When the 5.45pm Cardi Bach mail train steamed out of Cardigan Station for the final time on September 8, 1962, it saw one of the mightiest cogs in the industrial revolution being taken away from the people of Ceredigion and north Pembrokeshire.

The 27-and-a-half mile track, which ran  from Whitland to Cardigan, had served its people in a way quite like no other since 1873 and the affection that locals retain for the Cardi Bach Railway remains just as strong today for those who remember her.

Tivyside Advertiser: Cardigan StationCardigan Station (Image: Mwldan)

“There’s no doubt that those were among the very best days of my life,” says Les Evans who worked as a fireman on the Cardi Bach from the age of 16.

“The day the steam railways were done away with, just like the one that ran from Whitland to Cardigan, was extremely poignant.  But Dr Beeching wanted to make the railways pay, and his decision was to close them all down.

“But it was the end of an era for so many of us.”

For as long as he can remember, Les’ dream was to become a train driver.

“I remember being asked in school what I wanted to be when I grew up and my ambition was always to be a train driver. So in 1956, when I was 16, I joined the Whitland railway as an engine cleaner.

“In those days, the Cardi Bach operated small little tank engines and the Cardigan line was three miles from Whitland station down the single track.

"And whichever station we stopped at, we’d see the same people on the platform virtually every day.

“We’d recognise those that would get on first thing in the morning to go to work and we got to know them well enough to have a chat and a laugh.”

Les, who's now 83,  goes on to recite the stations without a moment’s hesitation.

“There was Llanglydwen, Login where we used to fill the engine up with water, Glogue and then up the bank to Crymych, Boncath, Cilgerran and on into Cardigan.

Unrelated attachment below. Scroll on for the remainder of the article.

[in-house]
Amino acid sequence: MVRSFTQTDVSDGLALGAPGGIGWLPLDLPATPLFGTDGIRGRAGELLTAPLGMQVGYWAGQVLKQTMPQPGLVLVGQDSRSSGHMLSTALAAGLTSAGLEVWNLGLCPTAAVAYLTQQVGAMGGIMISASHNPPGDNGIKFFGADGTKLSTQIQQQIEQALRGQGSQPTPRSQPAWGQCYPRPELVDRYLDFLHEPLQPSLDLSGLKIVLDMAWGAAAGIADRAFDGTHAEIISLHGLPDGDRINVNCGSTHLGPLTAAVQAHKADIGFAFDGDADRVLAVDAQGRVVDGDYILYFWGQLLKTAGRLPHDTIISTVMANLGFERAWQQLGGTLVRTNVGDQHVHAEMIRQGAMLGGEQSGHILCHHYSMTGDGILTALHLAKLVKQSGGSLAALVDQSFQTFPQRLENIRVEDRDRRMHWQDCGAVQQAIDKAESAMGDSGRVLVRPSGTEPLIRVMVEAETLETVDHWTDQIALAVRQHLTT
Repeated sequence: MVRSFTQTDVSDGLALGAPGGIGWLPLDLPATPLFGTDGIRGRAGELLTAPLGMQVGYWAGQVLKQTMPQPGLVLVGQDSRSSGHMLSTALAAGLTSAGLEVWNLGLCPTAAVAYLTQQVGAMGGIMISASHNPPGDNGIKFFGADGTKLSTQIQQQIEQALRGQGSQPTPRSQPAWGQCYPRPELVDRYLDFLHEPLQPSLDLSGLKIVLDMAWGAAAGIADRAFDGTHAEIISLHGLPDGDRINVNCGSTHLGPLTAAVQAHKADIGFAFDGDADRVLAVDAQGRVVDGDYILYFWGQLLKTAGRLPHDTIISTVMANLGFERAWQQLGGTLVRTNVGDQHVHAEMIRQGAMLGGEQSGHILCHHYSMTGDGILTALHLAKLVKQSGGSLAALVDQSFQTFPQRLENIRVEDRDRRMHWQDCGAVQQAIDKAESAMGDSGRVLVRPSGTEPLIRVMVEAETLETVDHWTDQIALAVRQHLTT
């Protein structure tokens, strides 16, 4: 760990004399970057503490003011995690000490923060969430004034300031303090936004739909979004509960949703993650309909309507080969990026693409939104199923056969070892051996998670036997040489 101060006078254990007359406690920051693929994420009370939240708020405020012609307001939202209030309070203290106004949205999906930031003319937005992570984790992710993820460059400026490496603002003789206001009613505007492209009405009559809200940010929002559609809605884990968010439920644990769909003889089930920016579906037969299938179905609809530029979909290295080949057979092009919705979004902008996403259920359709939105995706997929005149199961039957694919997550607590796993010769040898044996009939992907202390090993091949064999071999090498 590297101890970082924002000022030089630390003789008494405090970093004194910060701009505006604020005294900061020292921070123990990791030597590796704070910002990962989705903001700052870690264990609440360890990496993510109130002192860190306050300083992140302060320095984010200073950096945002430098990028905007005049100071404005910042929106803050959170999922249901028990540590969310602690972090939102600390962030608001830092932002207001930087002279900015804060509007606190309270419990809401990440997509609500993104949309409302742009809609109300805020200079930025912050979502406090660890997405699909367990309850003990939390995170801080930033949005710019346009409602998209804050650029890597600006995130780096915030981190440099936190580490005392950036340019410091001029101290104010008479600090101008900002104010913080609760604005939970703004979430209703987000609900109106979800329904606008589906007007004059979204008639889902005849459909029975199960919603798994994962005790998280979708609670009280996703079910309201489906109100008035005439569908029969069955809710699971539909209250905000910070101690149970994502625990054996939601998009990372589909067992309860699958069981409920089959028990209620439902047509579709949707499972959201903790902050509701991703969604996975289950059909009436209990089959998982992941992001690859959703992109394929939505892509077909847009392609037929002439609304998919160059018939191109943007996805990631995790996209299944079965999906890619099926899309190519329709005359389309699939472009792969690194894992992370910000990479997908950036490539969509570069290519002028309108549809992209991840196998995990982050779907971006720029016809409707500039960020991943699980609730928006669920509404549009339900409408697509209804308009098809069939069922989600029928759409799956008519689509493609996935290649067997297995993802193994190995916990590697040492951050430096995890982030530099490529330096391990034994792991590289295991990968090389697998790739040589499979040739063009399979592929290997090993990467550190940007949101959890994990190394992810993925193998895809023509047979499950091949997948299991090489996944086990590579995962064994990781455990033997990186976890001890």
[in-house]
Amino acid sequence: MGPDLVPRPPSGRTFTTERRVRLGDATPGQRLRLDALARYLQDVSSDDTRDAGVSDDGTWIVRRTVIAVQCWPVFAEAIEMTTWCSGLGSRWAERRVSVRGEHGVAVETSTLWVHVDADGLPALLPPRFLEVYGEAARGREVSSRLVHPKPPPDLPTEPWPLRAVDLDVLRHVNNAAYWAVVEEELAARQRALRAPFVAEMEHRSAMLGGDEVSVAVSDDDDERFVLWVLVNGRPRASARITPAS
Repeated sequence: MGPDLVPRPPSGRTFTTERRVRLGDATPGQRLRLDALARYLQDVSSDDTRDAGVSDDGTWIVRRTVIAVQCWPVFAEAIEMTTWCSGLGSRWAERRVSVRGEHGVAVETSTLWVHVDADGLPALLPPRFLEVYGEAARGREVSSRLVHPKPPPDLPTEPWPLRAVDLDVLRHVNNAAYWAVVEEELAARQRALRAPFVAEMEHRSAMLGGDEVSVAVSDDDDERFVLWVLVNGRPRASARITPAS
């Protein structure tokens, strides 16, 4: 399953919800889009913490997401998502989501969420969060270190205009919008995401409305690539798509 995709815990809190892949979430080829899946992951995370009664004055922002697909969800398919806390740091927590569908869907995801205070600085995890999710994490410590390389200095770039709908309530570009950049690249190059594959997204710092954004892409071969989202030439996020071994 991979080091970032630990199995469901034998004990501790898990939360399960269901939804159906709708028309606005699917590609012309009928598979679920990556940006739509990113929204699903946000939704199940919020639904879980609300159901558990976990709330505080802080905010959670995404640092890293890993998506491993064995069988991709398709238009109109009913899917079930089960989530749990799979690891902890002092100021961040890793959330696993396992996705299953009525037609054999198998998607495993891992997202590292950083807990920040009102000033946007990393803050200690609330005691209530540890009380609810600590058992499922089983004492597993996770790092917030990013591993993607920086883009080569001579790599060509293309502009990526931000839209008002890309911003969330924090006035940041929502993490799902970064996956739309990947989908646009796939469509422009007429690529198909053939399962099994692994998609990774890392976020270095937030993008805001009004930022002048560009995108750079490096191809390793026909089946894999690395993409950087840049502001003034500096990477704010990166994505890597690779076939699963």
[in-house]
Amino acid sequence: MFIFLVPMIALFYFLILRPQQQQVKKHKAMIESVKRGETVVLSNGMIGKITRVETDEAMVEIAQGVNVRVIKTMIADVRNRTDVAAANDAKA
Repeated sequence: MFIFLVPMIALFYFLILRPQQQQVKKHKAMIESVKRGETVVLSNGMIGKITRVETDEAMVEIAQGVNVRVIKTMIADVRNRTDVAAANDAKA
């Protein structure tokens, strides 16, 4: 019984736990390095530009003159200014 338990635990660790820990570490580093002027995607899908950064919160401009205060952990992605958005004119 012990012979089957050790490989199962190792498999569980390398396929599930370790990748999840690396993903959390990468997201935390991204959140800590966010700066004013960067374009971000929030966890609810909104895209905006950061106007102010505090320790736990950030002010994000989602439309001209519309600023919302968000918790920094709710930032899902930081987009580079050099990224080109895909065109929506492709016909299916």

“And when I worked on the Cardi Bach we had a total of 29 drivers and 29 firemen.

“One of the drivers, Albert Lye, was a small little man from Cardigan who always had plenty to say, and we used to tease him something rotten.

“And this was what was so good about working on the railways. The camaraderie we used to enjoy with one another was like nothing I’ve every experienced since.”

Les stayed with the Whitland station for two years and then, when he was 18, he moved to Southall in Middlesex where he began training as a railway fireman.

“But London was frightening for a young boy from West Wales, particularly when you’d see the Teddy Boys with bicycle chains around their wrists.”

And so 18 months later, Les returned to the railway tracks of Wales when he began working on the Pembroke Dock mail train.

If he was working the early shift, he had to be at the station in time for the first train that left at 4.30am, and the last shift was back at the Dock at 11pm.

“We’d leave Pembroke Dock then travel to Pembroke, Lamphey, Manorbier, Penally, Tenby, Saundersfoot, Kilgetty, Templeton, Narberth and Whitland,” he recalls, once again without a moment’s hesitation.

“And the mail train worked in chain shifts from Pembroke Dock to Whitland and then another to Swansea, another to Cardiff and then on to London.”

But sadly, just as he’d bidden farewell to the Cardi Bach in 1962, on September 23 1963 he once again saw the Pembroke Dock mail train leave the platform for its final journey.

“These days people wake up in the morning and they think to themselves, ‘Here we go on another day’s work’ but when I was working on the railway, I’d look forward each and every day, to waking up and going to work more than anything,” concludes Les.

“It was a hobby more than a job, and it gave me more satisfaction and enjoyment than you’d ever know.

“They were very special days.

"When the Cardi Bach was forced to leave Cardigan Station for the final time, it really was the end of an era and the happiest time of my life that I will never forget."